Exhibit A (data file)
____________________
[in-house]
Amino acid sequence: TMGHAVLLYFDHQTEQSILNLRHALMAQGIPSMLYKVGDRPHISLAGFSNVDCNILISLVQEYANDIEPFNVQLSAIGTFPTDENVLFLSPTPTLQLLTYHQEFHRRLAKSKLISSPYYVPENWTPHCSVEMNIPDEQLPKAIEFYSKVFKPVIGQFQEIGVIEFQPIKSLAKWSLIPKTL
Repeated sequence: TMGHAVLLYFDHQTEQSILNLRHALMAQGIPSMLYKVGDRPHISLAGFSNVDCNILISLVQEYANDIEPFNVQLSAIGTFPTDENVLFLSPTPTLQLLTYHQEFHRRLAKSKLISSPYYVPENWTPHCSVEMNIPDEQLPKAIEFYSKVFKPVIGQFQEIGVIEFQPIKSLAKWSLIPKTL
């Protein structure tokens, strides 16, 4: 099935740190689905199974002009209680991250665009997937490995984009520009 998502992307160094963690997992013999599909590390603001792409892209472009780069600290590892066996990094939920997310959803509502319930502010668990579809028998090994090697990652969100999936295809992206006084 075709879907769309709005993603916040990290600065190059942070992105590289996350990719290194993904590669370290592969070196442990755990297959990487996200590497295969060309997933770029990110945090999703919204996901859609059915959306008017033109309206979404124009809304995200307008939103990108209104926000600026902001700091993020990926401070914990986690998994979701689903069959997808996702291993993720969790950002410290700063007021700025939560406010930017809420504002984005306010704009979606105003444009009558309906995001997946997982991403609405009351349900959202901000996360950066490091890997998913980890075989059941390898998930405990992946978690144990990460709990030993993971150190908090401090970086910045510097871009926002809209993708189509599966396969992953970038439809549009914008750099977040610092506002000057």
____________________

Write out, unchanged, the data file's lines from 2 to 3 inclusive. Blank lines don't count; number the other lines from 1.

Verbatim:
Amino acid sequence: TMGHAVLLYFDHQTEQSILNLRHALMAQGIPSMLYKVGDRPHISLAGFSNVDCNILISLVQEYANDIEPFNVQLSAIGTFPTDENVLFLSPTPTLQLLTYHQEFHRRLAKSKLISSPYYVPENWTPHCSVEMNIPDEQLPKAIEFYSKVFKPVIGQFQEIGVIEFQPIKSLAKWSLIPKTL
Repeated sequence: TMGHAVLLYFDHQTEQSILNLRHALMAQGIPSMLYKVGDRPHISLAGFSNVDCNILISLVQEYANDIEPFNVQLSAIGTFPTDENVLFLSPTPTLQLLTYHQEFHRRLAKSKLISSPYYVPENWTPHCSVEMNIPDEQLPKAIEFYSKVFKPVIGQFQEIGVIEFQPIKSLAKWSLIPKTL